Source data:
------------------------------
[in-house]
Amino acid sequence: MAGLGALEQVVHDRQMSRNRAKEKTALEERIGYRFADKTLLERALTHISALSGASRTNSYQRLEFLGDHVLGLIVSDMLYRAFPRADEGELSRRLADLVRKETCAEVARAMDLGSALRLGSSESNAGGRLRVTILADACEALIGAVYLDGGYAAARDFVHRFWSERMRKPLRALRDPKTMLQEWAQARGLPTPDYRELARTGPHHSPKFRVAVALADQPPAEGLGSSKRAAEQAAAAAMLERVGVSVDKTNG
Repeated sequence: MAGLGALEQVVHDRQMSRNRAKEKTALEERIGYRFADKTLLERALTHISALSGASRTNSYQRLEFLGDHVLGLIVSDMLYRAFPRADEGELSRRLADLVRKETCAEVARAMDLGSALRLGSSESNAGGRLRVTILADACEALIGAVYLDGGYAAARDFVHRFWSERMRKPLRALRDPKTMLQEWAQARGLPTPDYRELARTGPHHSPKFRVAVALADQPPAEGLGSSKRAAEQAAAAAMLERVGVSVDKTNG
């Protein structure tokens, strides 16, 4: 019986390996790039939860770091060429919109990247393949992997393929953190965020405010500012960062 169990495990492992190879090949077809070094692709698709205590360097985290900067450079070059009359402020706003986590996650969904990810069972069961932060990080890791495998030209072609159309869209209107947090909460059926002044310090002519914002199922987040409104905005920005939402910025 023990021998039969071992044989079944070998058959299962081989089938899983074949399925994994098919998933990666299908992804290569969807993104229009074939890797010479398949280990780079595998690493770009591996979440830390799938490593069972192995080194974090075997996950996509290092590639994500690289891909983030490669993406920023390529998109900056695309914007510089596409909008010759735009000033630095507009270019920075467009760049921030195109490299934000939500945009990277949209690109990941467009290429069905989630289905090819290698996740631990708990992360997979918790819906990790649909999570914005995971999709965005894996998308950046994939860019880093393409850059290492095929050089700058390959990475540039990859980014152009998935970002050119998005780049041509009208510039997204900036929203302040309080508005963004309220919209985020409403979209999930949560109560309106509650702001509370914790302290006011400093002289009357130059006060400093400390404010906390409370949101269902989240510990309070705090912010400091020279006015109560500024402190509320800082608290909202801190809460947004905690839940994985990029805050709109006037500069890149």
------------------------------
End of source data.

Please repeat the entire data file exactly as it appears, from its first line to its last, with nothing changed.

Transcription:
[in-house]
Amino acid sequence: MAGLGALEQVVHDRQMSRNRAKEKTALEERIGYRFADKTLLERALTHISALSGASRTNSYQRLEFLGDHVLGLIVSDMLYRAFPRADEGELSRRLADLVRKETCAEVARAMDLGSALRLGSSESNAGGRLRVTILADACEALIGAVYLDGGYAAARDFVHRFWSERMRKPLRALRDPKTMLQEWAQARGLPTPDYRELARTGPHHSPKFRVAVALADQPPAEGLGSSKRAAEQAAAAAMLERVGVSVDKTNG
Repeated sequence: MAGLGALEQVVHDRQMSRNRAKEKTALEERIGYRFADKTLLERALTHISALSGASRTNSYQRLEFLGDHVLGLIVSDMLYRAFPRADEGELSRRLADLVRKETCAEVARAMDLGSALRLGSSESNAGGRLRVTILADACEALIGAVYLDGGYAAARDFVHRFWSERMRKPLRALRDPKTMLQEWAQARGLPTPDYRELARTGPHHSPKFRVAVALADQPPAEGLGSSKRAAEQAAAAAMLERVGVSVDKTNG
């Protein structure tokens, strides 16, 4: 019986390996790039939860770091060429919109990247393949992997393929953190965020405010500012960062 169990495990492992190879090949077809070094692709698709205590360097985290900067450079070059009359402020706003986590996650969904990810069972069961932060990080890791495998030209072609159309869209209107947090909460059926002044310090002519914002199922987040409104905005920005939402910025 023990021998039969071992044989079944070998058959299962081989089938899983074949399925994994098919998933990666299908992804290569969807993104229009074939890797010479398949280990780079595998690493770009591996979440830390799938490593069972192995080194974090075997996950996509290092590639994500690289891909983030490669993406920023390529998109900056695309914007510089596409909008010759735009000033630095507009270019920075467009760049921030195109490299934000939500945009990277949209690109990941467009290429069905989630289905090819290698996740631990708990992360997979918790819906990790649909999570914005995971999709965005894996998308950046994939860019880093393409850059290492095929050089700058390959990475540039990859980014152009998935970002050119998005780049041509009208510039997204900036929203302040309080508005963004309220919209985020409403979209999930949560109560309106509650702001509370914790302290006011400093002289009357130059006060400093400390404010906390409370949101269902989240510990309070705090912010400091020279006015109560500024402190509320800082608290909202801190809460947004905690839940994985990029805050709109006037500069890149």